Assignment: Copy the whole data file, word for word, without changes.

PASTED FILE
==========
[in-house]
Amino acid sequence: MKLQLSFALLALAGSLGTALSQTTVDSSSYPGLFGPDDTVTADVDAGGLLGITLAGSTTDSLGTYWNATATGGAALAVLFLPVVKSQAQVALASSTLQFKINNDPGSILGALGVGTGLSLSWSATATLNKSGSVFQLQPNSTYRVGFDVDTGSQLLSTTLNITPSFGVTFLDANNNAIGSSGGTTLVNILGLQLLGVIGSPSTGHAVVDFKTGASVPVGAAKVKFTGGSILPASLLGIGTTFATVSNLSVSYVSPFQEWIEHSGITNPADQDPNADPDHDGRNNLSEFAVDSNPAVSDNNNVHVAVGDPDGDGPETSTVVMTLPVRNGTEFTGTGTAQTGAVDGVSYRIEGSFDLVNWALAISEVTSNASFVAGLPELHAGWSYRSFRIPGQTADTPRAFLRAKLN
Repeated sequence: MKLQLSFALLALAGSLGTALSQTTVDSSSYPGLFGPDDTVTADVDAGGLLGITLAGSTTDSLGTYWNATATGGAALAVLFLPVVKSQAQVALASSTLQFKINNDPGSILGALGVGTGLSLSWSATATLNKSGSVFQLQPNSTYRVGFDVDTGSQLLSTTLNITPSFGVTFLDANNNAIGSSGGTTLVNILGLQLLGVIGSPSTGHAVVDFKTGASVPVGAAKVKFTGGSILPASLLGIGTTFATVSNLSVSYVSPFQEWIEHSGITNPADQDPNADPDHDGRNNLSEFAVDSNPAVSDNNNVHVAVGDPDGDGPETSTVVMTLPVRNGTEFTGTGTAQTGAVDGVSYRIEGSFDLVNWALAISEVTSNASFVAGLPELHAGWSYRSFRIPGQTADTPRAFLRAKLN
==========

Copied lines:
[in-house]
Amino acid sequence: MKLQLSFALLALAGSLGTALSQTTVDSSSYPGLFGPDDTVTADVDAGGLLGITLAGSTTDSLGTYWNATATGGAALAVLFLPVVKSQAQVALASSTLQFKINNDPGSILGALGVGTGLSLSWSATATLNKSGSVFQLQPNSTYRVGFDVDTGSQLLSTTLNITPSFGVTFLDANNNAIGSSGGTTLVNILGLQLLGVIGSPSTGHAVVDFKTGASVPVGAAKVKFTGGSILPASLLGIGTTFATVSNLSVSYVSPFQEWIEHSGITNPADQDPNADPDHDGRNNLSEFAVDSNPAVSDNNNVHVAVGDPDGDGPETSTVVMTLPVRNGTEFTGTGTAQTGAVDGVSYRIEGSFDLVNWALAISEVTSNASFVAGLPELHAGWSYRSFRIPGQTADTPRAFLRAKLN
Repeated sequence: MKLQLSFALLALAGSLGTALSQTTVDSSSYPGLFGPDDTVTADVDAGGLLGITLAGSTTDSLGTYWNATATGGAALAVLFLPVVKSQAQVALASSTLQFKINNDPGSILGALGVGTGLSLSWSATATLNKSGSVFQLQPNSTYRVGFDVDTGSQLLSTTLNITPSFGVTFLDANNNAIGSSGGTTLVNILGLQLLGVIGSPSTGHAVVDFKTGASVPVGAAKVKFTGGSILPASLLGIGTTFATVSNLSVSYVSPFQEWIEHSGITNPADQDPNADPDHDGRNNLSEFAVDSNPAVSDNNNVHVAVGDPDGDGPETSTVVMTLPVRNGTEFTGTGTAQTGAVDGVSYRIEGSFDLVNWALAISEVTSNASFVAGLPELHAGWSYRSFRIPGQTADTPRAFLRAKLN